Mikko Hyppönen, cybersecurity expert and author, on stage at WithSecure’s “TheSphere22” conference in Helsinki. Photo/Getty Images
A PC-era information security expert, Mikko Hyppönen, recently sent a copy of his book, If it’s smart, it’s vulnerableperfectly timed to coincide with two well-known hacker conferences in the United States, Black
Hat and DEF CON.
Hackers, in this context, means what it meant before, i.e. computer coders; the two conferences above are among the oldest and most popular.
DEF CON, for example, is only a year away from its 30th anniversary and still draws tens of thousands of attendees from all walks of life.
Hyppönen started in the IT security industry even earlier, in 1991, which is around the time that everything we have today started happening. It’s about open, programmable personal computers connected to the Internet and, of course, malware and security issues everywhere.
You might even have used the antivirus app from the global company he helped found, F-Secure, which was originally called Datafellows, a name that didn’t quite describe what it did.
The first mentions of Mikko Hyppönen in the New Zealand Herald date back to 2000. He’s up there with Eugene Kaspersky, Peter Norton (who actually didn’t develop antivirus) and the late John McAfee, who did. .
If it’s smart, it’s vulnerable refers to “Hyppönen’s law”. This indicates that adding communication features and capabilities to devices means they become vulnerable – to hacking, that is. As Hyppönen points out, you can’t hack a traditional wind-up wristwatch, but a smartwatch is a small computer that runs code and is online, which means it can be hacked.
The same goes for modern cars and industrial control systems, which should make everyone sit down.
This long track record from the very beginning of the PC revolution means there is gold in the book.
Hyppönen is candid in his stories and recounts several facepalm-inducing mistakes, very familiar to people older than yourselves, who have learned things in difficult and embarrassing ways.
It’s not just InfoSec geeks and developers who will appreciate If it’s smart, it’s vulnerable: everyone uses computing these days, and Hyppönen’s book provides an excellent summary of how networked computing became what it is today, a monster unlike anything what mankind has never seen before.
When I last spoke to Hyppönen, he called the internet the greatest social experiment ever, and that couldn’t be truer.
In the book, there is a good reflection on ethics and how people cannot be reprogrammed to act in the desired way, because that is how we are.
No matter how much awareness training users receive, they’ll always do the most humane thing, like opening email attachments from strangers and spinning the whole thing.
The book is not without flaws that could have been corrected. A more precise editing could have brought together the same subjects which are approached several chapters apart; moreover, some of the chapters are non-sequential briefs that need more development.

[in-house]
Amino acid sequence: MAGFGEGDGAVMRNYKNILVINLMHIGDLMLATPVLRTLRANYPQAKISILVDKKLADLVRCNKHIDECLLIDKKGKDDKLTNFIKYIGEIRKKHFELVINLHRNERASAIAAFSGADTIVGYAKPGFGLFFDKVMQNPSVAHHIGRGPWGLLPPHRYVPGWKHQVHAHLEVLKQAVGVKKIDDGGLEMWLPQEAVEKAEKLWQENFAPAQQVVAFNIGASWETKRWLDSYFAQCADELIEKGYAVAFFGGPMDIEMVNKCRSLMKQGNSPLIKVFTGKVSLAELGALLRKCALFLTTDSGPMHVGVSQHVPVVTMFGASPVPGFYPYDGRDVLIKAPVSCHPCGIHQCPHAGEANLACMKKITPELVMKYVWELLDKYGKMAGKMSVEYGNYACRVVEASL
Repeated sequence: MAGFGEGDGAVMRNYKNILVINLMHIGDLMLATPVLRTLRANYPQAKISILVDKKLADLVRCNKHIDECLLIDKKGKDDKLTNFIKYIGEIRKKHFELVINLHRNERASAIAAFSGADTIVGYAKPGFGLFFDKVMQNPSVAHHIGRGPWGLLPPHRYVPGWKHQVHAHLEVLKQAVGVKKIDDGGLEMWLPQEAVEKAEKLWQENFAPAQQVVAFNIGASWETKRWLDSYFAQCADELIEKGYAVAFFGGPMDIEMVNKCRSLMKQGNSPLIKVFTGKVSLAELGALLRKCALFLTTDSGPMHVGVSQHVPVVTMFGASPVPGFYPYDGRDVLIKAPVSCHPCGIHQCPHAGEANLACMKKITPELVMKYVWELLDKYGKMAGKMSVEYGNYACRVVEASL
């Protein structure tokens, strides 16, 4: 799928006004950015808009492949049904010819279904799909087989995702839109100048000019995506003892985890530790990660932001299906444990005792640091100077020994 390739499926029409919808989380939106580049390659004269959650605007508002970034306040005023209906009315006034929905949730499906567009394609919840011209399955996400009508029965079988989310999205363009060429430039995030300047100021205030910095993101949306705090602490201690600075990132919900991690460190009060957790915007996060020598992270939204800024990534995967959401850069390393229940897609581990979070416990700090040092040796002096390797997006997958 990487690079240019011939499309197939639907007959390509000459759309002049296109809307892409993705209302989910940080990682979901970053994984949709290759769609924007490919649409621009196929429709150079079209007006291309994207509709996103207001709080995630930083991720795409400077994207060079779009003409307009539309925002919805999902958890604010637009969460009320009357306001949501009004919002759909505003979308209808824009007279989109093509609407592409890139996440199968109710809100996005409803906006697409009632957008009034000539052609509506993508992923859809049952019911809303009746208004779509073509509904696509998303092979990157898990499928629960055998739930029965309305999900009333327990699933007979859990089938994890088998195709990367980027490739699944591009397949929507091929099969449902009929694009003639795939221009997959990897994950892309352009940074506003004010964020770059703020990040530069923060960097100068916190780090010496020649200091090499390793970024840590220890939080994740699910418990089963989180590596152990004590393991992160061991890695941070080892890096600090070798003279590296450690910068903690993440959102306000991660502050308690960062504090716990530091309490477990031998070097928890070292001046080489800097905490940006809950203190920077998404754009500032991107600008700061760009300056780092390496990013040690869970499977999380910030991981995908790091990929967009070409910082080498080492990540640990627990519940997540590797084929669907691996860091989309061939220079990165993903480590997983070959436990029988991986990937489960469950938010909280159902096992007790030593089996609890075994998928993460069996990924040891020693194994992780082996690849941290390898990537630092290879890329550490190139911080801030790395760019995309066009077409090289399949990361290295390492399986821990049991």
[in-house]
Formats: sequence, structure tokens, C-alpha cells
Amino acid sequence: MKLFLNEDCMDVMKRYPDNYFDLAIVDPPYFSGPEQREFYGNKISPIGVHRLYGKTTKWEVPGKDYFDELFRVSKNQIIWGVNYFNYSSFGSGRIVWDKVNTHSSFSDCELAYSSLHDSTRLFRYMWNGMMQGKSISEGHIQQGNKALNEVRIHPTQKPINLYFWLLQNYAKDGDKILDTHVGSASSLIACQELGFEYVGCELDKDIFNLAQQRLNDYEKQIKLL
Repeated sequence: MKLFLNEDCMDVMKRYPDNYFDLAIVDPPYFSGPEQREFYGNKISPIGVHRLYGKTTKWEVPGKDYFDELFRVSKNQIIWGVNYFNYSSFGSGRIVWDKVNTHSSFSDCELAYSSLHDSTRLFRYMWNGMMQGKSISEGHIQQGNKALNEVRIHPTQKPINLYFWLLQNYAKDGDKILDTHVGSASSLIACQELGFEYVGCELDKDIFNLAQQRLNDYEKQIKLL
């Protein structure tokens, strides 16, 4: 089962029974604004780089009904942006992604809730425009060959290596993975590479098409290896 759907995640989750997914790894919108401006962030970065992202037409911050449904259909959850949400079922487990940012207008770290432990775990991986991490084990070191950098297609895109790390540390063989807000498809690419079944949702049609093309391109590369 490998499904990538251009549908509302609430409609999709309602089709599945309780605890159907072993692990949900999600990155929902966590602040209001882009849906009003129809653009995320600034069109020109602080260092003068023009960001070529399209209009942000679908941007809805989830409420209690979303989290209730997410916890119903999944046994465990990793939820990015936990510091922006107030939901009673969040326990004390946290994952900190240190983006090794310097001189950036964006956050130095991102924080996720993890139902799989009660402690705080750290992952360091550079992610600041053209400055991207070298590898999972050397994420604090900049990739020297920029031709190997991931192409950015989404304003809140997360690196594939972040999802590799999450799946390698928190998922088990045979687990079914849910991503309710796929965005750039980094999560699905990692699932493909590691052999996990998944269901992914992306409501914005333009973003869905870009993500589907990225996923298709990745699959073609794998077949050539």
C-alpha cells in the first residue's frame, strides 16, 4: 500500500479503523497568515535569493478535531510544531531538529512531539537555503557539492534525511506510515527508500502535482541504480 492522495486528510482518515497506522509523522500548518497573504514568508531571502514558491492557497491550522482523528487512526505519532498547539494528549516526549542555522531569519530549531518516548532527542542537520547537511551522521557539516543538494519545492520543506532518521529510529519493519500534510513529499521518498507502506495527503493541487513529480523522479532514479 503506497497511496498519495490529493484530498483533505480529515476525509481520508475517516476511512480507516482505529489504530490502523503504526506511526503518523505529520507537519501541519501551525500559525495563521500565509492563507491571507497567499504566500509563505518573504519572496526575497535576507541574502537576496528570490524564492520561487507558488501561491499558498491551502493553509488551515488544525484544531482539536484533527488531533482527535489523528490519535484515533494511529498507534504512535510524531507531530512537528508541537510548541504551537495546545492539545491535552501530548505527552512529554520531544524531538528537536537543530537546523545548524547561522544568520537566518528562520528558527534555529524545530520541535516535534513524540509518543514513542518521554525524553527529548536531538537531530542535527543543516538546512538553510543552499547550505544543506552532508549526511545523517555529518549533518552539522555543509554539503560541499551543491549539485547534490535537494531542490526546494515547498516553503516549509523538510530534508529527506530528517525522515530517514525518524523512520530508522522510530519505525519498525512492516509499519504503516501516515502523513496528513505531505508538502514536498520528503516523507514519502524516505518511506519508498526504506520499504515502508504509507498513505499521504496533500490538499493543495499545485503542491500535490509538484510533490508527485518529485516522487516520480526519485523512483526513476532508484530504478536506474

The parties on blockchain, bitcoin, non-fungible tokens and cryptocurrencies in general feel underdone, with, in my opinion, not enough emphasis on how they are speculative instruments, soaked in the crime, and little or no useful day-to-day transactions.
While reading If it’s smart, it’s vulnerable made me realize the problem with the phrase “security is a process” that the folks at InfoSec like to utter.
That means you can’t just fix something and go back to sleep with both eyes closed.
On the contrary, you must constantly pay attention to what is happening. Which, as any geek worth their salt knows, can be really tricky.
Nevertheless, the hard work of the people at InfoSec over the years has paid off in some ways.
There are no more computer viruses (as such). Opening Microsoft Word documents isn’t quite the Russian roulette it used to be, with horrific macro viruses unleashed, causing sleepless nights for IT as they battle devastating infections.
Instead, we have ransomware from criminal organizations that run affiliate programs where would-be hackers can rent malware for extortion purposes. We have state-sponsored large-scale hacking, espionage and sabotage operations, as well as surveillance capitalism, in which tech giants know everything about you and sell that information to the highest bidder.
It’s much worse, because none of us can avoid using computers or connecting to the Internet. There’s more of the same on the horizon, as artificial intelligence is likely to get smarter than humans at multiple tasks, but thankfully Hyppönen and other experts don’t think that means machines will try. to kill us.
Ideally though, we should try to abandon some of the dystopian aspects of networked computing mentioned above, but how? The book addresses some of those issues, like following Apple’s lead of not letting code run wild on iPhones and iPads, and taking a hard line on privacy and security.
Will that be enough, but maybe saving humanity from the unethical dangers of technology could be the killer application for AI and machine learning?